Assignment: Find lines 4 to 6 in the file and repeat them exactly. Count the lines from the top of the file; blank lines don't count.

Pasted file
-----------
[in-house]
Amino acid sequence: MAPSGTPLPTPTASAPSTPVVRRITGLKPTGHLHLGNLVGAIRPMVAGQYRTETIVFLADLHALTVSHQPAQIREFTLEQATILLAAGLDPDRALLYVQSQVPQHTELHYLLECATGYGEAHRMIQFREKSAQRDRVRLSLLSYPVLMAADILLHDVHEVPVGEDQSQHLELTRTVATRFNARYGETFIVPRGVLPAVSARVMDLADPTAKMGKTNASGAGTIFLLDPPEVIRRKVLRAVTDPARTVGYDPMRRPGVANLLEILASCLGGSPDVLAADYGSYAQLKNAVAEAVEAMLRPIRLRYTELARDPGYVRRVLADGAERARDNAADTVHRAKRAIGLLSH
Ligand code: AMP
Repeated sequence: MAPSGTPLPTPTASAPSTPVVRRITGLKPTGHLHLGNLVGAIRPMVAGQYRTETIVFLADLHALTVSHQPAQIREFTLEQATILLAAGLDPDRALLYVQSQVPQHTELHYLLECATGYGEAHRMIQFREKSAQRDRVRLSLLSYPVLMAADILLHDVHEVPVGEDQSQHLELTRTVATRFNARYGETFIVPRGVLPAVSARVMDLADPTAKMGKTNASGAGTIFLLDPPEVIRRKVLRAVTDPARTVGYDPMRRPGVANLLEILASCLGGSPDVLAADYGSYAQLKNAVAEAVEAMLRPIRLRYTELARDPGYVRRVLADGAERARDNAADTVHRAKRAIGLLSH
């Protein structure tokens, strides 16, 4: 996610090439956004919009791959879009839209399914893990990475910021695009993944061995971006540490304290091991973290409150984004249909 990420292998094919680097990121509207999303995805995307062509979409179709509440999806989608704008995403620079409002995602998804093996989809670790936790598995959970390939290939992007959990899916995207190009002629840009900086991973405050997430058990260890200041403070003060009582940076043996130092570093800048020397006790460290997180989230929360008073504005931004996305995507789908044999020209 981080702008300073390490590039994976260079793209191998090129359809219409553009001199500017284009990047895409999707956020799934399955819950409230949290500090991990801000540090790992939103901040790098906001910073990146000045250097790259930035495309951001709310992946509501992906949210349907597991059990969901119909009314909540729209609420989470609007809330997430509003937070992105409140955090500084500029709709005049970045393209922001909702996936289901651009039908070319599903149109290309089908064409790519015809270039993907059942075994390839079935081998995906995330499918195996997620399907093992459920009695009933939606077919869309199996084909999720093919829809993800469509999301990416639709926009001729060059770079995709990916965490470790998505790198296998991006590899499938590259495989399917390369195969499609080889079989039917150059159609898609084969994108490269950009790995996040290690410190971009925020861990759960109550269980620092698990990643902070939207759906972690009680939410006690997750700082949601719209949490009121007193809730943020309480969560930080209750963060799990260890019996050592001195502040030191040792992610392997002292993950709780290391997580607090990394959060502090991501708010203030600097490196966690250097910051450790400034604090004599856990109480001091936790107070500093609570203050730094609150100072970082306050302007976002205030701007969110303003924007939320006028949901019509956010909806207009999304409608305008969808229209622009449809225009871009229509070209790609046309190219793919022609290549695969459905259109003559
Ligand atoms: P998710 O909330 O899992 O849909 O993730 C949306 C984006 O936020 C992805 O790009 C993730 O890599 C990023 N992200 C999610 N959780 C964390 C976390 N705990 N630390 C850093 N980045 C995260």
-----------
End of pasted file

Repeated sequence: MAPSGTPLPTPTASAPSTPVVRRITGLKPTGHLHLGNLVGAIRPMVAGQYRTETIVFLADLHALTVSHQPAQIREFTLEQATILLAAGLDPDRALLYVQSQVPQHTELHYLLECATGYGEAHRMIQFREKSAQRDRVRLSLLSYPVLMAADILLHDVHEVPVGEDQSQHLELTRTVATRFNARYGETFIVPRGVLPAVSARVMDLADPTAKMGKTNASGAGTIFLLDPPEVIRRKVLRAVTDPARTVGYDPMRRPGVANLLEILASCLGGSPDVLAADYGSYAQLKNAVAEAVEAMLRPIRLRYTELARDPGYVRRVLADGAERARDNAADTVHRAKRAIGLLSH
């Protein structure tokens, strides 16, 4: 996610090439956004919009791959879009839209399914893990990475910021695009993944061995971006540490304290091991973290409150984004249909 990420292998094919680097990121509207999303995805995307062509979409179709509440999806989608704008995403620079409002995602998804093996989809670790936790598995959970390939290939992007959990899916995207190009002629840009900086991973405050997430058990260890200041403070003060009582940076043996130092570093800048020397006790460290997180989230929360008073504005931004996305995507789908044999020209 981080702008300073390490590039994976260079793209191998090129359809219409553009001199500017284009990047895409999707956020799934399955819950409230949290500090991990801000540090790992939103901040790098906001910073990146000045250097790259930035495309951001709310992946509501992906949210349907597991059990969901119909009314909540729209609420989470609007809330997430509003937070992105409140955090500084500029709709005049970045393209922001909702996936289901651009039908070319599903149109290309089908064409790519015809270039993907059942075994390839079935081998995906995330499918195996997620399907093992459920009695009933939606077919869309199996084909999720093919829809993800469509999301990416639709926009001729060059770079995709990916965490470790998505790198296998991006590899499938590259495989399917390369195969499609080889079989039917150059159609898609084969994108490269950009790995996040290690410190971009925020861990759960109550269980620092698990990643902070939207759906972690009680939410006690997750700082949601719209949490009121007193809730943020309480969560930080209750963060799990260890019996050592001195502040030191040792992610392997002292993950709780290391997580607090990394959060502090991501708010203030600097490196966690250097910051450790400034604090004599856990109480001091936790107070500093609570203050730094609150100072970082306050302007976002205030701007969110303003924007939320006028949901019509956010909806207009999304409608305008969808229209622009449809225009871009229509070209790609046309190219793919022609290549695969459905259109003559
Ligand atoms: P998710 O909330 O899992 O849909 O993730 C949306 C984006 O936020 C992805 O790009 C993730 O890599 C990023 N992200 C999610 N959780 C964390 C976390 N705990 N630390 C850093 N980045 C995260």